Doctoral Committee–Members of the faculty appointed to advise a graduate student, supervise the preparation for a dissertation, conduct the final oral examination, and largely determine if degree requirements have been satisfied.
Domicile–A student’s permanent home and place of habitation; the place where he or she intends to remain or return. The student’s domicile may determine the residency classification in public institutions.
Elective–A course not specifically required.
Grade-Point Average (GPA)–A measure of scholastic performance determined by dividing the total accumulated quality points by the corresponding total of attempted credit hours.
Graduate Assistant–An advanced degree student who is appointed to provide teaching, research, or support service, in addition to pursuing an academic program of study. A monthly stipend, plus tuition and fees, is commonly awarded. Assistants may be classified by the type of responsibility to which they are assigned or by the number of hours to be worked.
Graduate Council–The policy–making body of a graduate school, which generally consists of elected faculty and a graduate student representative. The council normally sets the policies of the graduate school and approves all graduate–level courses, examines and approves all new graduate programs, reviewing the qualification of persons recommended for teaching graduate courses or directing master or doctoral research, and serves as an appeal body for graduate student matters.
Graduate Faculty–Academic staff members approved to teach post–baccalaureate courses and supervise thesis and dissertation research.
Graduate Student–A student who has received a bachelor’s degree and has met all criteria for admission to the Graduate School.
Interdisciplinary Courses–Courses, which deal with two or more academic subjects.
Major–A field of study representing a well–recognized discipline in which there is offered a graduate program.
Plagiarism–The use of reproduction of materials from another person’s work (e.g. publications, productions, or intellectual property) without revealing the source and/or clearly acknowledging the degree of dependency. If materials are reproduced verbatim from another source, or even reproduced in large part with only minor modification, proper citation must occur. To avoid allegations of plagiarism, one must clearly cite the source and use quotation marks to identify the excerpts, or clearly acknowledge the source by indenting and single–spacing the reproduced selections.
Post-baccalaureate Students–A student who has received a bachelor’s degree and is taking additional undergraduate courses.
Practicum–A course or experience that relates educational theory to practice within a field of specialization.
Prerequisite–A requirement that must be met before a particular course can be taken.
Program of Study Form-A document upon which the student must list the courses to be taken in pursuit of an intended graduate degree. The major professor, the department and the Graduate School usually must approve it.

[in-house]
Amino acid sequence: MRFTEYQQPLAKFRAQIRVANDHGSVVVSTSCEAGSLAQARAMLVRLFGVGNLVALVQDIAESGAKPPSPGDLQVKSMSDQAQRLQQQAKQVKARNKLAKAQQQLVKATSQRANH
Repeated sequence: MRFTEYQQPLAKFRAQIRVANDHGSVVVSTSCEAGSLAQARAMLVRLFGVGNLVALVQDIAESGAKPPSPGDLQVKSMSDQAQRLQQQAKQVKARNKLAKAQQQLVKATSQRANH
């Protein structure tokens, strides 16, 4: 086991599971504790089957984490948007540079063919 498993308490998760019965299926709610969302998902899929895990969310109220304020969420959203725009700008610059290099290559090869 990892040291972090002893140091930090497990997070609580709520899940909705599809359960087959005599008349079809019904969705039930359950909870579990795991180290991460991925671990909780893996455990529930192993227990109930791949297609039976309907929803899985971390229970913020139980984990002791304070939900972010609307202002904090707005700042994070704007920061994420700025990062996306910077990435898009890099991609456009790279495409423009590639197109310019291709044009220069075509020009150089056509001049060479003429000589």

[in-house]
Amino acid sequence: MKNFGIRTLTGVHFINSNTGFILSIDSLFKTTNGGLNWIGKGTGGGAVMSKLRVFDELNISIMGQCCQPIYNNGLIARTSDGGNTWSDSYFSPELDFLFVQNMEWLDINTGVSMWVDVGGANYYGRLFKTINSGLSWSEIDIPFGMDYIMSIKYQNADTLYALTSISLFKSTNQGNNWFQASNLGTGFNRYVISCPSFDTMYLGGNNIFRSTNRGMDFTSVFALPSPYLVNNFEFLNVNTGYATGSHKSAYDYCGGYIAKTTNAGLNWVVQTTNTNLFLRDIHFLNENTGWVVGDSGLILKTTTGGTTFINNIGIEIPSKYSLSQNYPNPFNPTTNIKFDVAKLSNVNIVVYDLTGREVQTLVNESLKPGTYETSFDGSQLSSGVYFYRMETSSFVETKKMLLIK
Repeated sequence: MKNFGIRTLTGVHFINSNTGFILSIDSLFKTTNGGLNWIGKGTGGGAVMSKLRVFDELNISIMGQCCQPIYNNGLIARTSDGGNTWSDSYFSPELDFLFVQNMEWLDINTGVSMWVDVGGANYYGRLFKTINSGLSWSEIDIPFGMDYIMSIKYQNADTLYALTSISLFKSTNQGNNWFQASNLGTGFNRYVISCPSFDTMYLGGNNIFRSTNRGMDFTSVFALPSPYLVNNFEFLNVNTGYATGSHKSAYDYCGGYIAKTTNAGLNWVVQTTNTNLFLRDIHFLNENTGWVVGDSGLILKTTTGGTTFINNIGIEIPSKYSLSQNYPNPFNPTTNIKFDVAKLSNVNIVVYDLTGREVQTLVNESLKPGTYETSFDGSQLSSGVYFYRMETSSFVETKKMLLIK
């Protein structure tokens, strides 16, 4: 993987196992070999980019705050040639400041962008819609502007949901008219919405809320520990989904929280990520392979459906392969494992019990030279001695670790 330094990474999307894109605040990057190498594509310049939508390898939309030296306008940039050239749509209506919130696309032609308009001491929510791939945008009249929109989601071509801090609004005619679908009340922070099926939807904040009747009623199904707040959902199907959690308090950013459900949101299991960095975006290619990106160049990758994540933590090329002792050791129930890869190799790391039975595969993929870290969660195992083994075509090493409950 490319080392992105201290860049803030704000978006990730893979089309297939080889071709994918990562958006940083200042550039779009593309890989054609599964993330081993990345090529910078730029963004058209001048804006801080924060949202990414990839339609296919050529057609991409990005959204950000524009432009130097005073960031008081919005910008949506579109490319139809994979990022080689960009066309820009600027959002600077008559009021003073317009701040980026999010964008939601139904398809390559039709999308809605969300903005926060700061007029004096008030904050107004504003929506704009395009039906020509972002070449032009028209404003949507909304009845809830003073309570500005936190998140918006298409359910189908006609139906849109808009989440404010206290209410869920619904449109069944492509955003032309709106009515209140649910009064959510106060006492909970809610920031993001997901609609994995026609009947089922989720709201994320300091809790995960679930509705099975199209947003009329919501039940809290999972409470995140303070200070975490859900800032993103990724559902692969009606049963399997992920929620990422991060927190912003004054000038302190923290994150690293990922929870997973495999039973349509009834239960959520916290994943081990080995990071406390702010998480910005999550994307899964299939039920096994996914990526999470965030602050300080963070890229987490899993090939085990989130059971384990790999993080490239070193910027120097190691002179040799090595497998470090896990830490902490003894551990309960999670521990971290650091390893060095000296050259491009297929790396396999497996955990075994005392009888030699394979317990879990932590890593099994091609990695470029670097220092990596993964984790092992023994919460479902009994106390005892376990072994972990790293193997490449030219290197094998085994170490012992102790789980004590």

Readmission and reenrollment–Applications, which must be filed if a graduate student breaks continuous, graduate enrollment. If granted, the student may reenroll for the identified term. Readmission for non–degree seeking students is fairly routine. However, readmission for degree seeking students is not guaranteed.
Registration load–The total semester hours for which a student is registered in any semester or term.
Residency Classification–The status assigned to a student based on place of domicile. In public institutions the classification is usually in–state or out–of–state and is employed as a mean to determine the level of tuition and fees.
Schedule of Classes–A listing of all courses offered by the University during one semester or summer session, showing fees, instructor, and time and place of meeting.
Semester–Half an academic year or 15–16 weeks. Some schools operate on a quarter system, which divides the academic year into thirds. UTC uses the semester system.
Thesis–A written, scholarly presentation of research or study that is submitted and defended as partial fulfillment or requirements for an advanced degree. The thesis completed for the doctoral degree is usually termed a dissertation. See also Dissertation; Master’s Thesis.
Time Limit–A maximum period at UTC allowed for a student to complete a specific graduate degree program after first enrollment. Time limits are established to assure that those enrolled in graduate programs make satisfactory progress toward completion of the degree and possess current knowledge in the discipline.
Transient Admission–The temporary enrollment of a student from another college or university who plans to take courses and applies them toward fulfillment of program requirements at the home institution.